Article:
100,000 Bibles to Be Sent to Persecuted Believers: 'The Need Is Greater Than Ever'

Michael Foust | ChristianHeadlines.com Contributor | Monday, December 6, 2021
100,000 Bibles to Be Sent to Persecuted Believers: 'The Need Is Greater Than Ever'

100,000 Bibles to Be Sent to Persecuted Believers: 'The Need Is Greater Than Ever'


One of America’s most prominent Christian ministries will send 100,000 Bibles to persecuted believers thanks to a successful Giving Tuesday fundraiser.

Open Doors USA, a U.S.-based ministry that monitors religious persecution around the world, told Faithwire it had reached its goal of raising enough money in late November to send 100,000 Bibles to persecuted Christians in areas such as Afghanistan, North Korea and Nigeria.

It costs about $7 per Bible to “get Scripture and discipleship materials into the hands of a persecuted Christian,” Open Doors said in late November.

The fundraiser was built around Giving Tuesday, which this year fell on November 30.

David Curry, President of Open Doors, called it the “greatest outpouring of support” the ministry has seen in the U.S.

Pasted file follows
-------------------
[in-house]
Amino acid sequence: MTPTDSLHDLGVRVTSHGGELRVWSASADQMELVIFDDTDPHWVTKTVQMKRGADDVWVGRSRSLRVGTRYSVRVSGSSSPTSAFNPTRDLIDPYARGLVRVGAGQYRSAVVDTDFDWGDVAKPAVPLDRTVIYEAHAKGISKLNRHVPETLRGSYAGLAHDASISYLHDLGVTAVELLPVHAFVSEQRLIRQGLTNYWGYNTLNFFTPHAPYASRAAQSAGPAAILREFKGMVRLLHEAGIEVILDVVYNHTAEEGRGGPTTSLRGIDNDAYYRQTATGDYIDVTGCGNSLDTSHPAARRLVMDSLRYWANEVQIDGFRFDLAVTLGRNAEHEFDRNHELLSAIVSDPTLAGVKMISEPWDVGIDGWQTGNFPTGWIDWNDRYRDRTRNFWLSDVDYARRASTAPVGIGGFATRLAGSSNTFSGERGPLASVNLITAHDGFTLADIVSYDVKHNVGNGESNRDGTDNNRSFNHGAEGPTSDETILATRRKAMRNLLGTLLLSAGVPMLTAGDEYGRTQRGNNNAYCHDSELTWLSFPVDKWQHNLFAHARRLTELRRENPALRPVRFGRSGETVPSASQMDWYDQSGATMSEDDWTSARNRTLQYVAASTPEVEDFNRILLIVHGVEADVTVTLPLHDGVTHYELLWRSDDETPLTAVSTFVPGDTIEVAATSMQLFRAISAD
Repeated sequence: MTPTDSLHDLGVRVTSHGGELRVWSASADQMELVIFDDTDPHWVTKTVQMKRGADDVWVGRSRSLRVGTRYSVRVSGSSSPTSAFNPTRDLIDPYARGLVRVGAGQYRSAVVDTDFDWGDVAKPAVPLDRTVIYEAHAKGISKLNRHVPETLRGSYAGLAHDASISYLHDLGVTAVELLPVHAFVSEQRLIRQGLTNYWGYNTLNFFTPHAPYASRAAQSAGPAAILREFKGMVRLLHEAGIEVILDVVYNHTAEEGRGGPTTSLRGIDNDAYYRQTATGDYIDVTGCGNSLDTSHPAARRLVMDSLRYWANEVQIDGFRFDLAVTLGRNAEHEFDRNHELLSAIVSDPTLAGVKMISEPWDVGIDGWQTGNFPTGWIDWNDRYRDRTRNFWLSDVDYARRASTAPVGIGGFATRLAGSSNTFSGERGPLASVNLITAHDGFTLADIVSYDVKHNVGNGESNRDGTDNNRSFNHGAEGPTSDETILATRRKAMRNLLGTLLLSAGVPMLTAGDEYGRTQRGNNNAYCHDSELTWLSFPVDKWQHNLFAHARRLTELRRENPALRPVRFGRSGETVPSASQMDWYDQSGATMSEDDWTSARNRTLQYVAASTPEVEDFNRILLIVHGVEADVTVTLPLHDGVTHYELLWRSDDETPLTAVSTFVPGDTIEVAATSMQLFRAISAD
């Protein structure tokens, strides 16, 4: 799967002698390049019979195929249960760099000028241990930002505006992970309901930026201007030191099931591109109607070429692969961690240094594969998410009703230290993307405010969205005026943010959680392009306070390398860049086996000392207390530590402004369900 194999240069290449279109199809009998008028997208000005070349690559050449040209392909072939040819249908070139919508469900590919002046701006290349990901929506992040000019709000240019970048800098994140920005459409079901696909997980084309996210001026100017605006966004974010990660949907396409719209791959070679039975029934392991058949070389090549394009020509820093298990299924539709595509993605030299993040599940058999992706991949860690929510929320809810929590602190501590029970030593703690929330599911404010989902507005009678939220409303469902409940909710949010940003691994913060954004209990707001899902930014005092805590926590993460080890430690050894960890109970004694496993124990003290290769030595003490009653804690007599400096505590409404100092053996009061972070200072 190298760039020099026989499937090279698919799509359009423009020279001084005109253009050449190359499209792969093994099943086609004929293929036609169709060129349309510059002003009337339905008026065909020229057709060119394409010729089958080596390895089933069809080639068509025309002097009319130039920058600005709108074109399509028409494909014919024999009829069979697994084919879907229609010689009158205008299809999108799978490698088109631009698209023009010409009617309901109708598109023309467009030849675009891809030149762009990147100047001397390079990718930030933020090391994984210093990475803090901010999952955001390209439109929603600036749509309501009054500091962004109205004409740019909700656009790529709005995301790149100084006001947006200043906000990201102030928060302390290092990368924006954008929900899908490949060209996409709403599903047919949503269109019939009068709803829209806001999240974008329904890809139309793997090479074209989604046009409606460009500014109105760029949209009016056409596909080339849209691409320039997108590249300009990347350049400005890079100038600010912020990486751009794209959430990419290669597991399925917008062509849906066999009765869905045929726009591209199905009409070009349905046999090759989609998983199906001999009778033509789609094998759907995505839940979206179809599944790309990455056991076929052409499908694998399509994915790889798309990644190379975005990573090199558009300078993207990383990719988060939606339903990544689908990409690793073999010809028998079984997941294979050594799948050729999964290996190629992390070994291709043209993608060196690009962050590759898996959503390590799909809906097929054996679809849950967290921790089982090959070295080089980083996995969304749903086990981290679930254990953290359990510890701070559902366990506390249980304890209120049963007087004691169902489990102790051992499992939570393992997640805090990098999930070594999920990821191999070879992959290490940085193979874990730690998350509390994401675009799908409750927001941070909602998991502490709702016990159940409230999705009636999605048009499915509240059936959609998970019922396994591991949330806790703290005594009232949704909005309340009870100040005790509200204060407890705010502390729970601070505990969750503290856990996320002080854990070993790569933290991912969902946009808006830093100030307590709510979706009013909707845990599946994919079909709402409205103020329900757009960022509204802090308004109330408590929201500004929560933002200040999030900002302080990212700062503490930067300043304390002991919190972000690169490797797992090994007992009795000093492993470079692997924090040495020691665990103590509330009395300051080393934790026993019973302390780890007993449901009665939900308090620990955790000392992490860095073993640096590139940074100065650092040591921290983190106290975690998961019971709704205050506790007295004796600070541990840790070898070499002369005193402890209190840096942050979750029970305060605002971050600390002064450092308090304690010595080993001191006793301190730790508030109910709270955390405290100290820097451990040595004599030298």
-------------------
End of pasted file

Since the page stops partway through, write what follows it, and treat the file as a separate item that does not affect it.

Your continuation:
“The need is greater than ever, and it’s encouraging to see Americans rise to meet that challenge,” Curry said. “It will make a tremendous difference in the lives of persecuted Christians around the world.”

The fundraiser launched on November 23 with an email to supporters noting that persecution has intensified in recent months worldwide. The email, though, said, “God’s Word can help so many people stand strong for Him.” A generous Open Doors donor had provided a “challenge grant” to double the impact of any donation, the email said.

Open Doors passed its fundraising goal before the end of the month. Open Doors was launched in 1955 when its founder, Brother Andrew, hid Bibles in his Volkswagen Beetle and drove them into countries where God’s Word was banned.

“Today, Bible-smuggling efforts continue into the world’s most difficult places to be a Christian. Now modern methods enable everyone to help put Scripture into the hands of Christians living in places without religious freedom,” Curry said in late November.

“We believe people living in volatile places should have the freedom to worship or not worship as they choose,” Curry added. “This includes making their own choice to own a copy of God’s Word for themselves – rather than having the government or militants make that decision for them. We know from experience that having access to Scripture can provide not only spiritual growth, but comfort and strength when faced with difficult circumstances.”

Photo courtesy: ©Sparrowstock


Michael Foust has covered the intersection of faith and news for 20 years. His stories have appeared in Baptist Press, Christianity Today, The Christian Post, the Leaf-Chroniclethe Toronto Star and the Knoxville News-Sentinel.